Average earnings multiples for premiums paid have been 5.10% (Average card pre-tax ROA of 2.60% divided into average premium price of 13.27%).

The estimated range of prices for card portfolios this year has been from less Par value (or no premium) to over 24% for the highest quality assets, with the average being 13.27%.

Other Observations from the 1997 Hammer research:

1. New portfolio purchasers successfully entering the hunt for card assets.

Long-time successful bidders such as GE and Associates, previously enjoying a large market share of deals done each year, have shared the victory percentages this year with such newer card portfolio acquisition players as Bank of America, Metris, and Fleet.

Former players also successfully back in the hunt.

Former winning bidders such as Chase, earlier a perennial favorite in deals like this back in the 1980’s, have jumped back in with several large acquisitions in 1997. As evidenced by a very hefty 25% ($270 per account) premium on the pending AT&T deal, we also look for Citicorp to again be in the quest for portfolio purchases.

Expect some other surprise sellers in 1998.

With AT&T’s $14 billion card business expected to close in the 2Q 1998, next year is expected to produce even larger numbers and volumes of card assets traded. Several other larger card companies are looking at valuing their card programs, to make decisions about growing vs. divesting. Most boards of directors are asking, “what would our market value be, if we were to sell, too.”

4. Unusual Sale Alliances Seen

Some very unusual sale situations developed in 1997, and are expected to continue into 1998. Some of these involved the common purchase of only card receivables, but the far more unusual structuring of facilities and people into the transaction mix and establishing local charitable foundations as well. Buyers this year seemed to be smarter in recognizing the concern for selling management is not just asset redeployment, but the concern for the people on site who helped them build a marketable business to begin with.

CARD PORTFOLIO SALES — TWELVE YEAR HISTORY
1997 UPDATE

Range of Estimated Avg. Wtd. Assets Sold
Gross Premiums Gross Premiums #Transactions ($ Billions)

1997 N/A – 24.0% 13.2% 22 $20.80

1996 0.0% – 23.0% 17.7% 21 $ 7.12

1995 5.0% – 27.5% 20.7% 19 $ 0.91

1994 7.0% – 21.0% 18.0% 18 $ 0.75

1993 7.1% – 23.0% 18.1% 14 $ 0.82

1992 16.8% – 25.0% 16.8% 17 $ 0.88

1991 7.0% – 24.0% 14.0% 32 $ 3.80

1990 7.0% – 27.0% 18.7% 26 $ 5.40

1989 3.0% – 25.0% 18.9% 25 $ 6.60

1988 7.8% – 25.5% 20.3% 15 $ 1.60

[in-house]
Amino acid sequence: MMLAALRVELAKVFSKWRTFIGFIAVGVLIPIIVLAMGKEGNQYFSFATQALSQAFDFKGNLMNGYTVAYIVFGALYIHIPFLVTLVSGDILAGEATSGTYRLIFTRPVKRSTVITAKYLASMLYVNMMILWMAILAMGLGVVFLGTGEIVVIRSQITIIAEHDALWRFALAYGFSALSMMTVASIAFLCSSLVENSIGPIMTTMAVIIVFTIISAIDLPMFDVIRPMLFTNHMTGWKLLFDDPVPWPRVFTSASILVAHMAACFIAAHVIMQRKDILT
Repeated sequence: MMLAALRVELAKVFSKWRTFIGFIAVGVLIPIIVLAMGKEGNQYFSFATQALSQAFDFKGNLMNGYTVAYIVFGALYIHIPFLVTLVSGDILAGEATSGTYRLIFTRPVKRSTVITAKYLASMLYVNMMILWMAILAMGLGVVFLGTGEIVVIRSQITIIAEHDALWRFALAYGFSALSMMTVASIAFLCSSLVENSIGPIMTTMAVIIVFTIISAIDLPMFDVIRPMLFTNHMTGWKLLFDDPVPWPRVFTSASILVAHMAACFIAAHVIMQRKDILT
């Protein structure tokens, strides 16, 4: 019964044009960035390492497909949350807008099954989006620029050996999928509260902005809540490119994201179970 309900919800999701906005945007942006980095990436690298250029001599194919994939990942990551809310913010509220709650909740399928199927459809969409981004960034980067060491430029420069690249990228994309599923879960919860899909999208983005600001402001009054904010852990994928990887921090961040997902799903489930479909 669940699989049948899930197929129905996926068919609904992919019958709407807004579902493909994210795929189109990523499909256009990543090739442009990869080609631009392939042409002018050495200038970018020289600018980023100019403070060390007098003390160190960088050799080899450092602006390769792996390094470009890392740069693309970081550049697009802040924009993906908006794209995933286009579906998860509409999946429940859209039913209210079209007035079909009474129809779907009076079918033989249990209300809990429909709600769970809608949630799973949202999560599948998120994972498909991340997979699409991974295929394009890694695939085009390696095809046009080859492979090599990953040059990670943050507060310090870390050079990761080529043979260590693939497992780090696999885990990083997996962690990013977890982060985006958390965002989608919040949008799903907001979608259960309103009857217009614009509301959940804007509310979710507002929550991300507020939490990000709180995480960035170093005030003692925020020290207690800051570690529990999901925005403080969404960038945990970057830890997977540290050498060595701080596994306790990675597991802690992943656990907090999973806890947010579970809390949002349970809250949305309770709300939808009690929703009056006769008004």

1987 10.5% – 16.0% 20.3% 6 $ 0.86

1986 14.3% – 29.0% 20.4% 3 $ 1.60

NOTES:

1) National Brand deals only (MS-VISA); not privately label or retail transactions

2) “Gross” Premiums, prior to discounting for delinquent/statused accounts

3) Does not include numerous smaller deals, typically 4) Does not include “mergers of equals” or total organization purchases

5) Excludes AT&T sale to Citicorp (2Q98).

Re: Variables Impacting Sale Price, for a Card Portfolio Transaction

The following are some examples of the kinds of attributes and situations which prompt a premium valuation to be calculated:

1. Credit Quality, as evidenced by original credit criteria, credit bureau risk scores, behavior scores, bankruptcy scores, and the trends of those score patterns.

2. Attrition Rate, the percentage of accounts and balances (and the profitability of those accounts) which close voluntarily (customer requested closure) vs. involuntarily (bank revoked).

3. Income Yields, the APR, annual fee structure, nuisance fee structure, teaser rates outstanding, the percentage revolving.

4. Open vs. Closed, the percentage of accounts and balances which are open to buy vs. those which are closed (but who also may be paying as agreed, and therefore not delinquent).

5. The Policies and Processes at the seller, and the degree to which those vary from those of the buyer, creating improvement opportunities.

6. The Data Processor of the seller, and that of the buyer, necessitating a conversion of accounts or merely a simple transfer of BIN/ICA.

7. The ROE/ROA hurdle rates at the buyer, the minimum returns required.

8. The Operating Expense of the buyer.

9. The Life-span/Premium amortization period used by the buyer, typically 7-10 years.

10. Any unusual liabilities or other conditions which are to be assumed by the buyer (i.e. facility, staff, equipment, etc.).